Your Well-Being

If you are aiding in helping victims or clean-up, take your health seriously. Take a look at our recommended tips below:

  • Be aware of exhaustion. Don’t try to do too much at once: set priorities, pace yourself & get enough rest.
  • Drink plenty of clean water & eat well.
  • Wear sturdy work boots & gloves.
  • Wash your hands thoroughly with soap and clean water often when working in debris.

Have more questions? No worries! Contact us for more information – we would love hearing from you!

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Safety Issues

It is of the utmost importance that you are aware of how to handle safety issues after a disaster. First thing, make sure you are aware of the new safety issues created by the disaster. Watch for:

  • Washed Out Roads
  • Gas Leaks
  • Contaminated Buildings
  • Broken Glass
  • Contaminated Water
  • Slippery Floors
  • Damaged Electrical Wiring

Inform local authorities about the health and safety issues you are dealing with, including the following:

  • Downed Power Lines
  • Dead Animals
  • Chemical Spills
  • Smoldering Insulation
  • Washed Out Roads

Contact Ground Zero Storm Shelters if you have any more questions! We are here to help!

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What to Avoid When Entering Your Home after a Natural Disaster

Inspect your home carefully before entering! Walk carefully around the perimeter and check for loose power lines, gas leaks and structural damage. If you have any doubts about safety, have your residence inspected by a qualified building inspector or structural engineer before entering. Please keep the following items in mind as well:

  • Keep a battery-powered radio with you so you can listen for emergency updates and news reports.
  • Use a battery-powered flash light to inspect your damaged home. (Please note: the flashlight should be turned on outside before entering - the battery may produce a spark that could ignite leaking gas, if present.
  • Watch out for animals, especially poisonous snakes. Use a stick to poke through debris.
  • Use the phone only to report life-threatening emergencies.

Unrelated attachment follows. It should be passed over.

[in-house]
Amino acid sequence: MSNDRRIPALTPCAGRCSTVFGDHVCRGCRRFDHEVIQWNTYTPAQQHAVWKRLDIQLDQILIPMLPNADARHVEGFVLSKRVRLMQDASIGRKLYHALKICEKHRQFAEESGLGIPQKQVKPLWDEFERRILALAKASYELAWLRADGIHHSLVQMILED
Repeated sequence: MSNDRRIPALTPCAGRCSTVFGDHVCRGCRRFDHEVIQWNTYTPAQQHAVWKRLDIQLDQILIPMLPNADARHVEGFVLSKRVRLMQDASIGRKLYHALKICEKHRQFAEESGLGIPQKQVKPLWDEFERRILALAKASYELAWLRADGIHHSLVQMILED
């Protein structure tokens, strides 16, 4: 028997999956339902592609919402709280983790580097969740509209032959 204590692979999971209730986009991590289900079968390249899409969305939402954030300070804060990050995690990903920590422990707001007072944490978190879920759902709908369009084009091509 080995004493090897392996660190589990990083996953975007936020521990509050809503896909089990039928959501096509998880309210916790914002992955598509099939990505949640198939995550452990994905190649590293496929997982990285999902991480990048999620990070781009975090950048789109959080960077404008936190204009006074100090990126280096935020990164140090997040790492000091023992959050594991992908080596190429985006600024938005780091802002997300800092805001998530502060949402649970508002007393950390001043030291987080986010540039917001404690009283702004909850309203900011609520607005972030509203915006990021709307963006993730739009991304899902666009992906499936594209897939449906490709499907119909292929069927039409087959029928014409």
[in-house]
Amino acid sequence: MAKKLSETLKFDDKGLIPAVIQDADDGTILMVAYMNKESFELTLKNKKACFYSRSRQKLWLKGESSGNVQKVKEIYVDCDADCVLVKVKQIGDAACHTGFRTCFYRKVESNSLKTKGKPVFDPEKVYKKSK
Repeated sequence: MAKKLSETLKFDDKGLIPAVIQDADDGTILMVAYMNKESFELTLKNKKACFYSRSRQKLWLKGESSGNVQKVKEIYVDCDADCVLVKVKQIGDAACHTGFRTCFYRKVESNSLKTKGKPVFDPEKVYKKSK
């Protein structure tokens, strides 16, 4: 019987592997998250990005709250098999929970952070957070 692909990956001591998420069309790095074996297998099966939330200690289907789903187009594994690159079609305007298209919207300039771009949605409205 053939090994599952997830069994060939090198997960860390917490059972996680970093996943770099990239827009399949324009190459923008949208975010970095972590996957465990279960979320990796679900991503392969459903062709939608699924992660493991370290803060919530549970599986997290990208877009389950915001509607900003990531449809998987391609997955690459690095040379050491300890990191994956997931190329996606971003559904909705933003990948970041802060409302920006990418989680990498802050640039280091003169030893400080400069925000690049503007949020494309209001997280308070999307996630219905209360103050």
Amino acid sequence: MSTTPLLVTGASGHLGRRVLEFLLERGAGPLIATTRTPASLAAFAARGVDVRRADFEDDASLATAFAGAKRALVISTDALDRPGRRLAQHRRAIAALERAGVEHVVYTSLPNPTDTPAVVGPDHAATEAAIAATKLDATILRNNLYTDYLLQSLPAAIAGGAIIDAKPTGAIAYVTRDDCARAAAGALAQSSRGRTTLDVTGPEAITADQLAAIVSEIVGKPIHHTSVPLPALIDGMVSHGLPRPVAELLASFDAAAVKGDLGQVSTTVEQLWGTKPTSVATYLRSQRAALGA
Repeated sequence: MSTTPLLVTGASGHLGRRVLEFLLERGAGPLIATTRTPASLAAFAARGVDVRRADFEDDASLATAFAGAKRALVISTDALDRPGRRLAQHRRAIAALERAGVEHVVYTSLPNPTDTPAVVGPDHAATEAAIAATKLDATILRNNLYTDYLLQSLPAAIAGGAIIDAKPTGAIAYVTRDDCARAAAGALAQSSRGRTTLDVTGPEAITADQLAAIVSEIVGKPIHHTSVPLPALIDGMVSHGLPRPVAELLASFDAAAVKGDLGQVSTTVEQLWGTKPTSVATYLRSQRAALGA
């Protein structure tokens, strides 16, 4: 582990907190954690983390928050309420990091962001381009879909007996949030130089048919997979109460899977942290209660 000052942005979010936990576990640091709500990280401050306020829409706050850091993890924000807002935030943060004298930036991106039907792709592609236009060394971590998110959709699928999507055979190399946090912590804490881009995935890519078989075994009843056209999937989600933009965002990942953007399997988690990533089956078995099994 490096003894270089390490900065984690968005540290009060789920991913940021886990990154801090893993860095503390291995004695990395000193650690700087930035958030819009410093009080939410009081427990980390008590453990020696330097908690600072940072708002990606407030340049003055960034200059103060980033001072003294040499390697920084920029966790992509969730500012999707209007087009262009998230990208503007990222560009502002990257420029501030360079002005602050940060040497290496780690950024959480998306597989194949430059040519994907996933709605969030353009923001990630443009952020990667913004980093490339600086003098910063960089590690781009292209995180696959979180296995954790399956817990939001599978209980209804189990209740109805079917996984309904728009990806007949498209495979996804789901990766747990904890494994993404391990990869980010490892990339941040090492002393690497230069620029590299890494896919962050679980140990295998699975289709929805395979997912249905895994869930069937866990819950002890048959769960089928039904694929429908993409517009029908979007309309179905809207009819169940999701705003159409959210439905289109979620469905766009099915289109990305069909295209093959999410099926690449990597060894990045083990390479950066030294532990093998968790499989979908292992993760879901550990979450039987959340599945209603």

• As you return home, watch for fallen objects; downed electrical wires; and weakened walls, bridges, roads and sidewalks.

Do not enter if:

  • You smell gas.
  • Floodwaters remain around the building.
  • Your home was damaged by fire and the authorities have not declared it safe.

If you would like more information about tornado shelters, please feel free to contact us – we are here to help!

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What to Look for When Entering Your Home After a Natural Disaster

When you go inside your home after a natural disaster, there are certain things you should and should not do. Enter the home carefully and check for damage. Be aware of loose boards and slippery floors. The following items are other things to check inside your home:

  • Natural Gas - If you smell gas or hear a hissing or blowing sound, open a window and leave immediately. Turn off the main gas valve from the outside, if you can. Call the gas company from a neighbor’s residence. If you shut off the gas supply at the main valve, you will need a professional to turn it back on. Do not smoke or use oil, gas lanterns, candles or torches for lighting inside a damaged home until you are sure there is no leaking gas or other flammable materials present.
  • Roof, Foundation & Chimney Cracks - If it looks like the building may collapse, leave immediately.
  • Clean Up Household Chemical Spills - Disinfect items that may have been contaminated by raw sewage, bacteria, or chemicals. Also clean salvageable items.
  • Appliances - If appliances are wet, turn off the electricity at the main fuse box or circuit breaker. Then, unplug appliances and let them dry out. Have appliances checked by a professional before using them again. Also, have the electrical system checked by an electrician before turning the power back on.
  • Basement - If your basement has flooded, pump it out gradually (about one third of the water per day) to avoid damage. The walls may collapse and the floor may buckle if the basement is pumped out while the surrounding ground is still waterlogged.
  • Water & Sewage Systems - If pipes are damaged, turn off the main water valve. Check with local authorities before using any water; the water could be contaminated. Pump out wells and have the water tested by authorities before drinking. Do not flush toilets until you know that sewage lines are intact.